Ma Perkins was invented when housewives were counting pennies, using every last drop of what they had and making the most of what was left.
Proctor & Gamble sold household soap, but people were rationing even that and soon distribution sales to local grocers dwindled.
The soap company kept its chin up and focused on one thing: people still needed to clean—and they were going to choose a brand of soap they felt connected to. So the answer was to make sure they chose Proctor & Gamble. The company ramped up marketing efforts and doubled down on its target market.
Rather than relying on traditional sales methods which had more competition, the company developed a focused content strategy and turned to radio—a medium that promoted its wares directly to “women at home”. The daily 15-minute radio show brought to housewives the ongoing saga of “Ma Perkins”, a kindly widow with a revolving door of interesting neighbors and family visits.
Each Ma Perkins episode was bookended with strong ads promoting Proctor & Gamble soap. The show was so popular that it was eventually expanded into an hour-long drama, which is today recognized as the very first “soap opera”. But what ultimately resulted was a company brand that generations later still turn to for household and personal care products.
From this vantage point, it may seem like a gamble to put dollars into more marketing during financial crises, but the move was strategically sound. According to the principles outlined by Bain and Company, Proctor & Gamble put into practice a proven winning strategy for retail success during an economic downturn.
As we stand at the edge of a possible recession and record inflation rates in Europe, there are lessons we can learn from companies like Proctor & Gamble. This is what retailers can do now to prepare:
Financial hardships are part of the ebb and flow of retail. Sure, your business has what it takes to come out clean and shiny. But it’s what you don’t know that can muddy the water. Grab some extra supplies and hope for the best while also preparing for the worst. McKinsey advises that “companies need to act quickly to adjust for elevated inflation levels while preparing themselves for long-term resiliency.”
Strong businesses know what they do well and who they’re catering to. Here’s where optimism and drive can take priority. Take advantage of new technologies that make it easier for you to manage your operations more efficiently. For example, cloud-based software solutions can help streamline processes like inventory management, customer relationship management (CRM), and order fulfillment. The important thing to remember is that your time and budget should go to the areas that most support your core.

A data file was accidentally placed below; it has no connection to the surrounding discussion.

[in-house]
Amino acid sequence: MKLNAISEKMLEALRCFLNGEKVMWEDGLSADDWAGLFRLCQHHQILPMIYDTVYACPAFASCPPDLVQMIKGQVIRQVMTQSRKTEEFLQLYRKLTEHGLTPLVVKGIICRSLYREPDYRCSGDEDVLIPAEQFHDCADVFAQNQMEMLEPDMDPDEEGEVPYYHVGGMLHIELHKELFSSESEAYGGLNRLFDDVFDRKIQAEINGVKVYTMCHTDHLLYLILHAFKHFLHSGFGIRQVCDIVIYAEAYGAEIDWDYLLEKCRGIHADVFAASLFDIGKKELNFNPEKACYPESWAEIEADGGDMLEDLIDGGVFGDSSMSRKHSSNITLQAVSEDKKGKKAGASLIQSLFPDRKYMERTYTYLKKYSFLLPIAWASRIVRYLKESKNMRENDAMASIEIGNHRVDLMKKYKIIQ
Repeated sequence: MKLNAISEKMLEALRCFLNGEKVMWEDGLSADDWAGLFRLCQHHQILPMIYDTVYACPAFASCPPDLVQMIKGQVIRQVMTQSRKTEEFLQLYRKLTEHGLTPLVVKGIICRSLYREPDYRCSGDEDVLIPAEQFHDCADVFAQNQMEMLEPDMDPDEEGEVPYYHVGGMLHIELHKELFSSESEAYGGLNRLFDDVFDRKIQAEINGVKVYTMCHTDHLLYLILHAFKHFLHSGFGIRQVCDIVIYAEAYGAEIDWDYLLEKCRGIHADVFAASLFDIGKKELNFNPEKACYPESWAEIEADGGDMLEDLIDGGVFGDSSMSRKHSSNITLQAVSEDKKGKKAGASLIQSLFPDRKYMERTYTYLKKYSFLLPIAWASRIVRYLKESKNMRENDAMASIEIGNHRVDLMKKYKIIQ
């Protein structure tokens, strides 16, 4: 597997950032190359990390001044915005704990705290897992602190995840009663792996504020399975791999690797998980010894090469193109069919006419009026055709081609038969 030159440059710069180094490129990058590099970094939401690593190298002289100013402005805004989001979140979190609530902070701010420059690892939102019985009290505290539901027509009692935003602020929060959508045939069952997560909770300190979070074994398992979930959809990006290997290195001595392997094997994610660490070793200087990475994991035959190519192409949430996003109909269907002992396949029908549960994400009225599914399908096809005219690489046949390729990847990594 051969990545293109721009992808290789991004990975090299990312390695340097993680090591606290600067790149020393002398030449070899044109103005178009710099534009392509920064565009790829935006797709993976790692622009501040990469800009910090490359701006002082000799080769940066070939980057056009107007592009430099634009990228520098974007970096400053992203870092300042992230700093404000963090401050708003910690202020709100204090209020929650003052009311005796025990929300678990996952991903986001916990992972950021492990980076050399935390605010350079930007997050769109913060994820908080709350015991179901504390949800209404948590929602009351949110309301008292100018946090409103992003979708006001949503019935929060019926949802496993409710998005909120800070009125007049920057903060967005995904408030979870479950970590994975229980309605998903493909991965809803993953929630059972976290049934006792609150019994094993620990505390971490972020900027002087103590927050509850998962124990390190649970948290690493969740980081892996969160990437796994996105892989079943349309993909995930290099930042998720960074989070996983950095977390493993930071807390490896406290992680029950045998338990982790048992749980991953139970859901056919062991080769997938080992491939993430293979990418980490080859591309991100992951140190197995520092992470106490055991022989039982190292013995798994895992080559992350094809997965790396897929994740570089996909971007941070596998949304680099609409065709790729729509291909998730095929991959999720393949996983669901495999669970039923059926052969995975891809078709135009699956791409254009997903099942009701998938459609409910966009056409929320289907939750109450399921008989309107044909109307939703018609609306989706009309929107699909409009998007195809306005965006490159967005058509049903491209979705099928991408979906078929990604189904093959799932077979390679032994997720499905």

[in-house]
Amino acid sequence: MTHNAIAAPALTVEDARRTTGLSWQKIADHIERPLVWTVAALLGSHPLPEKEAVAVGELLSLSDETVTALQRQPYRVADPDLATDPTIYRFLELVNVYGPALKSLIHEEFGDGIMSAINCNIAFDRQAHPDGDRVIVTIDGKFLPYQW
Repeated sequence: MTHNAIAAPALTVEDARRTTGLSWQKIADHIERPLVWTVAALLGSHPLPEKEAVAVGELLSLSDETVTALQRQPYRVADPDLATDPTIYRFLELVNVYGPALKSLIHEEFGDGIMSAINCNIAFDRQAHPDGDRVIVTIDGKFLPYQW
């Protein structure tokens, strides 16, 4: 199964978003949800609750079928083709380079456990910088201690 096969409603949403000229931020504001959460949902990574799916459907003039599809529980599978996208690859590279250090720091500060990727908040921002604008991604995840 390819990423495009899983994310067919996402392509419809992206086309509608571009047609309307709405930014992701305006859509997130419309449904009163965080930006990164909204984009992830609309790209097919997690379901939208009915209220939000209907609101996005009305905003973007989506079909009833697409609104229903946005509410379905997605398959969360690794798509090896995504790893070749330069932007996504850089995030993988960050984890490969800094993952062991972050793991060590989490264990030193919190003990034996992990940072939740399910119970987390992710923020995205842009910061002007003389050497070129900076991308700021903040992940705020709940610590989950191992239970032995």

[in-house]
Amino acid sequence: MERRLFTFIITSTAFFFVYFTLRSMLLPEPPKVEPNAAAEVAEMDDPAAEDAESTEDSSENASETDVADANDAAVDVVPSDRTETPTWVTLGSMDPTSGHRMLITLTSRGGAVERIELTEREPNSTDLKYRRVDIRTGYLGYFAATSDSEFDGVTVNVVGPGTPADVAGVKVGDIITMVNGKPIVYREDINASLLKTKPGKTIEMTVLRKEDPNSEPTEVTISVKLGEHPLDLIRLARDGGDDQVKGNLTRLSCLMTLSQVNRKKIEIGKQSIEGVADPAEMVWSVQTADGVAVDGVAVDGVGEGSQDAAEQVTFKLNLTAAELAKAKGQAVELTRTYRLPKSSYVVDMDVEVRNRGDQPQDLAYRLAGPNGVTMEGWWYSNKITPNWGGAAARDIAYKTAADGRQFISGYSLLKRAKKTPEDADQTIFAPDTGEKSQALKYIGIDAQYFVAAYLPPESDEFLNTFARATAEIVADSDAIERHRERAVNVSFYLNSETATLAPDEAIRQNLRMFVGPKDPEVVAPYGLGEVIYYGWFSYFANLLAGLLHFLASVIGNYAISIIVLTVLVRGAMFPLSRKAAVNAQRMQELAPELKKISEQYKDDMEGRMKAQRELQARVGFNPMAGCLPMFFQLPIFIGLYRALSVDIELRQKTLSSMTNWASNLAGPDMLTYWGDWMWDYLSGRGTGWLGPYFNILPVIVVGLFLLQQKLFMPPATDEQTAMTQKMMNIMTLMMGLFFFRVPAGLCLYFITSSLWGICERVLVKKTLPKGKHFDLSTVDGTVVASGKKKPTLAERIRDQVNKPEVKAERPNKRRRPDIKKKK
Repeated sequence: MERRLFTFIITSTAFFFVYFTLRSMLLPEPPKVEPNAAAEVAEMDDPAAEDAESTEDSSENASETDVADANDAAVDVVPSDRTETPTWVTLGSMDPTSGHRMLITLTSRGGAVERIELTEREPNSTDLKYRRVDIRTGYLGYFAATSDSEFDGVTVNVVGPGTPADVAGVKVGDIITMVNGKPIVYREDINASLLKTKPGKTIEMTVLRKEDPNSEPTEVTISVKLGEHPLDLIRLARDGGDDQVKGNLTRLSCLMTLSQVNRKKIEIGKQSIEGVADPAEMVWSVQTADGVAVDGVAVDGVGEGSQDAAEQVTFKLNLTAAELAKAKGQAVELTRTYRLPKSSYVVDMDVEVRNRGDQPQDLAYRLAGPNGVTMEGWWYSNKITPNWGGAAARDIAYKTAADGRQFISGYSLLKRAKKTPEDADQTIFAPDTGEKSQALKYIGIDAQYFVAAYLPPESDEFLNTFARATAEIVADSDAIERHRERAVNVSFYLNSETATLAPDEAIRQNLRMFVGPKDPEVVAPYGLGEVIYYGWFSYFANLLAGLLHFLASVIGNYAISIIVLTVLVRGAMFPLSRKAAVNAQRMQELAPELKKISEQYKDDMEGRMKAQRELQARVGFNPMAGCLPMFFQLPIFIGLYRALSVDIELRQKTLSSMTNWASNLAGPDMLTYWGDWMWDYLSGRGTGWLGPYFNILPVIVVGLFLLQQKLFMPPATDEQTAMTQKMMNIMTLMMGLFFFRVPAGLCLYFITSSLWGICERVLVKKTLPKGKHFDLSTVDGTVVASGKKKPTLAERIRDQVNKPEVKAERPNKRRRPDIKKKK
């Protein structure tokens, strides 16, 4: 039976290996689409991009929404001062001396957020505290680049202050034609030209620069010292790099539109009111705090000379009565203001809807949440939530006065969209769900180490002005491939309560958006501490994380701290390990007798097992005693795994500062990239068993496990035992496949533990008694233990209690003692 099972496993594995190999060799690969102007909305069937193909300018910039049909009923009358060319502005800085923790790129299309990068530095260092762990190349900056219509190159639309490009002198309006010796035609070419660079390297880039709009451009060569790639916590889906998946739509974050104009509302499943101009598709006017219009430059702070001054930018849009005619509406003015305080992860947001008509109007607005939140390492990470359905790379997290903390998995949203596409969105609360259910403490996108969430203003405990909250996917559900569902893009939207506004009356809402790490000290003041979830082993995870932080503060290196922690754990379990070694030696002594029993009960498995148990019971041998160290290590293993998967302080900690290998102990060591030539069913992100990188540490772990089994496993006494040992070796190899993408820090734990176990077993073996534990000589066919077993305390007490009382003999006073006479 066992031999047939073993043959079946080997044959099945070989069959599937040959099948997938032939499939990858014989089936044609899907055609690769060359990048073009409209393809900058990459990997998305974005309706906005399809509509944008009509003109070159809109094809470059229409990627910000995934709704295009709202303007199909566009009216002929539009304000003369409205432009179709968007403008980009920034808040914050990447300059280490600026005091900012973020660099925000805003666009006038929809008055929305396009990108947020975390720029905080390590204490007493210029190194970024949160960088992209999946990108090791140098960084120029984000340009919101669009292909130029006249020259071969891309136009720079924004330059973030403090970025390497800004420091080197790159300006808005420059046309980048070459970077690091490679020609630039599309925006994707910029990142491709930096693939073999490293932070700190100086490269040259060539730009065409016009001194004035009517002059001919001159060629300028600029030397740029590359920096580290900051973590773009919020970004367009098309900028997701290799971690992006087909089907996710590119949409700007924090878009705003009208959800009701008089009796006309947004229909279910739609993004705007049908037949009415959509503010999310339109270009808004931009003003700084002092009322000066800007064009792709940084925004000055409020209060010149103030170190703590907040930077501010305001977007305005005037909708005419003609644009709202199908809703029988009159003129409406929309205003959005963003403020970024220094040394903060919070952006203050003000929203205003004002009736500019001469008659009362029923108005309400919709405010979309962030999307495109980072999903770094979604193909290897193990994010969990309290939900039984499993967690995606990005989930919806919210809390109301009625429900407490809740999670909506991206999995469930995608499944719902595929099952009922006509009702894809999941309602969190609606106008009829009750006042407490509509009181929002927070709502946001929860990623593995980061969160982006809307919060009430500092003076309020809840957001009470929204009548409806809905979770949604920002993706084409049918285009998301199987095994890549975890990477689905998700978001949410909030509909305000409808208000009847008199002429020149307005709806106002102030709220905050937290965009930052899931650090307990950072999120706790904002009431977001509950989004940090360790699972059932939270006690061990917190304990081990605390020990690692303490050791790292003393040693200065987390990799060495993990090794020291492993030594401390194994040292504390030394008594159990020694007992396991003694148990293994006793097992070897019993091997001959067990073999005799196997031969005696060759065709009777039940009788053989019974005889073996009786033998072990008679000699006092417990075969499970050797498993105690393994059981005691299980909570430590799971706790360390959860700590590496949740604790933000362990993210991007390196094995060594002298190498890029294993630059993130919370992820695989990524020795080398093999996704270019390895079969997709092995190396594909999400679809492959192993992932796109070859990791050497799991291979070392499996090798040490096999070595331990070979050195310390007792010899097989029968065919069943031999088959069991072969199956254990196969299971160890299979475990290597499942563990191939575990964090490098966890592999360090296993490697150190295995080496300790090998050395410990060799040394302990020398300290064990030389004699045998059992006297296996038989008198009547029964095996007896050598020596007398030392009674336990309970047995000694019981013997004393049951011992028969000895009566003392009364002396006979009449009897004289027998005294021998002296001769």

Take the time to discover what your customers are going through and meet them where they are. This can provide you with focus for your customer experience. The pandemic is a good example. Companies like Target and Chewy recognized that their customers were hesitant to be exposed to the public and invested more time and effort into their online and e-commerce options. The results were astounding with Target reporting its best-ever comparable sales growth of 24.3%, e-commerce comps at 195% and comps for same-day fulfillment services at 273%. Pet retailer, Chewy, had revenue increases of close to 30% during the pandemic, all because it focused on its target market and shifted its approach to cater to consumers where they were.
Once you’re sure you’re keeping it real and connecting with your core market, now it’s time to get creative. Proctor & Gamble looked outside the usual methods and used radio to reach its customers. Chewy, saw sales climb at a better rate than competitors like PetSmart by diverting all transactions online when customers were hesitant to go in store. Pizza Hut has literally thoughts outside the box and added augmented reality to its pizza boxes to connect with its customers. The lesson here is to let your customers show you what they need most then think of ways to meet them there.
What works for one business may not work for the rest. But weathering through financial hardships like a global recession takes getting real, connecting with your core, and exploring creative methods. By following this formula, you can keep business flowing and growing by catering to customers at their level. In the end, staying on top is about developing a clean approach that stays true to your company mission and makes your customer experience shine.